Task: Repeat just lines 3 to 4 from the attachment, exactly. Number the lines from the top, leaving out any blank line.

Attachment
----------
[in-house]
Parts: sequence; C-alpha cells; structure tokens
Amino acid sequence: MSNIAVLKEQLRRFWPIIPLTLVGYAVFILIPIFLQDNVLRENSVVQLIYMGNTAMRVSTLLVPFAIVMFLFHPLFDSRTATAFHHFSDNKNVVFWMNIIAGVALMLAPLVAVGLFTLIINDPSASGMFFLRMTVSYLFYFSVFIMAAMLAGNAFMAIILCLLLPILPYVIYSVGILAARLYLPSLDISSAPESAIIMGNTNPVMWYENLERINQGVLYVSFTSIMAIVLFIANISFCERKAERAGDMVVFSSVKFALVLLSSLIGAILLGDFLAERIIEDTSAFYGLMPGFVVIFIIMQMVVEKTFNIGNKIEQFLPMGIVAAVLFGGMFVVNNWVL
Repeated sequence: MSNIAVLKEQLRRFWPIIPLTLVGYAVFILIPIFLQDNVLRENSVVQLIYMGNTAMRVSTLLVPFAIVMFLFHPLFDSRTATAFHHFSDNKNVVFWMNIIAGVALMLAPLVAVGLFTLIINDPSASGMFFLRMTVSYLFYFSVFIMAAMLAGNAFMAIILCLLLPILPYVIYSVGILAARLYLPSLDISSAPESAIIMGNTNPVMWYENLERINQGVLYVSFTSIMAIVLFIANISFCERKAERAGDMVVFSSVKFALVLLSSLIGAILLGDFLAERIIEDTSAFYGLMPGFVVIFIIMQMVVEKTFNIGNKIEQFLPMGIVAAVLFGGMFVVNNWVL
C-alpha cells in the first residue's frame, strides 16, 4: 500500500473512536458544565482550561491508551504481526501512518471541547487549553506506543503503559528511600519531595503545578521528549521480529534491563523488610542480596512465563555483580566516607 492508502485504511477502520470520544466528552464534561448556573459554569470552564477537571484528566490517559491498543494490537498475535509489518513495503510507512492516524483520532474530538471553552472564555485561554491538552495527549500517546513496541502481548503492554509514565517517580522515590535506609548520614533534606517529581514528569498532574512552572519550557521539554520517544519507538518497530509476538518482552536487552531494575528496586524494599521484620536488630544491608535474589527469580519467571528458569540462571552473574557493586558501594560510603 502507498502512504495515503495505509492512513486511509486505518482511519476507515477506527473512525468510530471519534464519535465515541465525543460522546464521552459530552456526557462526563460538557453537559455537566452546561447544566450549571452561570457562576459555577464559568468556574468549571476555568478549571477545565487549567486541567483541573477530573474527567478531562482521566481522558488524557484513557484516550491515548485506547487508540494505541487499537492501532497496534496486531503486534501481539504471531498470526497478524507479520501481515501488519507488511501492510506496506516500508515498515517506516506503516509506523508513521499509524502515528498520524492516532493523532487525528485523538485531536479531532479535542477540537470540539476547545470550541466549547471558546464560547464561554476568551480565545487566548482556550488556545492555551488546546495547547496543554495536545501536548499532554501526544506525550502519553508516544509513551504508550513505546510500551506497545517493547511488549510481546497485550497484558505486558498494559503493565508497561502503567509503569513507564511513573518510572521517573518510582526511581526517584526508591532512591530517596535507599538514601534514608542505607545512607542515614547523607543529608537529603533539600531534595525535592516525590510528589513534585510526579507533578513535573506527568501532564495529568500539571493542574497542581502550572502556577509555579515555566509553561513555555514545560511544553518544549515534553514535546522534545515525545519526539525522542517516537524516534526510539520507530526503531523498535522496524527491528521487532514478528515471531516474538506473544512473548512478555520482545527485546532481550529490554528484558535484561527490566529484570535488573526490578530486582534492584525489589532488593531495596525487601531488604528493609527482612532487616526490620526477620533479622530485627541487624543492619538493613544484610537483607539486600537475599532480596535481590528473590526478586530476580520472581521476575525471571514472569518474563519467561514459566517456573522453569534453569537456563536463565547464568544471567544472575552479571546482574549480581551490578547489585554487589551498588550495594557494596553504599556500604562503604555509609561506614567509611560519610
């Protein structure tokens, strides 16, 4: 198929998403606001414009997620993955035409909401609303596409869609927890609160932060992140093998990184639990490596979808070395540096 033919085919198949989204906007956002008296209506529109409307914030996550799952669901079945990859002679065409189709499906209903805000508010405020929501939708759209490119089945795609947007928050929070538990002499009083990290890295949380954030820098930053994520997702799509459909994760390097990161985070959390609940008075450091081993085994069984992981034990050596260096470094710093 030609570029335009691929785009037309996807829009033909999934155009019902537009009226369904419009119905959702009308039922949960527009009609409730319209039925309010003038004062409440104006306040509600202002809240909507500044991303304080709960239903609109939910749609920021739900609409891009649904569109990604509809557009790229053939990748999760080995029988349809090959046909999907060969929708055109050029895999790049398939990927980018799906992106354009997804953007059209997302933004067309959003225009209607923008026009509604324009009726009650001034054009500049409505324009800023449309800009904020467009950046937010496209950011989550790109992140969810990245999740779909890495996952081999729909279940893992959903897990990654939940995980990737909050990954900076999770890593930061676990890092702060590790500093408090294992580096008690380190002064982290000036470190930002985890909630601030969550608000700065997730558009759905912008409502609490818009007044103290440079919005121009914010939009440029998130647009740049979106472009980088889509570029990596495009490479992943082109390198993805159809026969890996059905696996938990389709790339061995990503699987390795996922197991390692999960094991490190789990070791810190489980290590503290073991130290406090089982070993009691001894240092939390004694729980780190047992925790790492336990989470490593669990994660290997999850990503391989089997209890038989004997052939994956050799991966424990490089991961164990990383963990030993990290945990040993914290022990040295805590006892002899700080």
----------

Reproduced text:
Amino acid sequence: MSNIAVLKEQLRRFWPIIPLTLVGYAVFILIPIFLQDNVLRENSVVQLIYMGNTAMRVSTLLVPFAIVMFLFHPLFDSRTATAFHHFSDNKNVVFWMNIIAGVALMLAPLVAVGLFTLIINDPSASGMFFLRMTVSYLFYFSVFIMAAMLAGNAFMAIILCLLLPILPYVIYSVGILAARLYLPSLDISSAPESAIIMGNTNPVMWYENLERINQGVLYVSFTSIMAIVLFIANISFCERKAERAGDMVVFSSVKFALVLLSSLIGAILLGDFLAERIIEDTSAFYGLMPGFVVIFIIMQMVVEKTFNIGNKIEQFLPMGIVAAVLFGGMFVVNNWVL
Repeated sequence: MSNIAVLKEQLRRFWPIIPLTLVGYAVFILIPIFLQDNVLRENSVVQLIYMGNTAMRVSTLLVPFAIVMFLFHPLFDSRTATAFHHFSDNKNVVFWMNIIAGVALMLAPLVAVGLFTLIINDPSASGMFFLRMTVSYLFYFSVFIMAAMLAGNAFMAIILCLLLPILPYVIYSVGILAARLYLPSLDISSAPESAIIMGNTNPVMWYENLERINQGVLYVSFTSIMAIVLFIANISFCERKAERAGDMVVFSSVKFALVLLSSLIGAILLGDFLAERIIEDTSAFYGLMPGFVVIFIIMQMVVEKTFNIGNKIEQFLPMGIVAAVLFGGMFVVNNWVL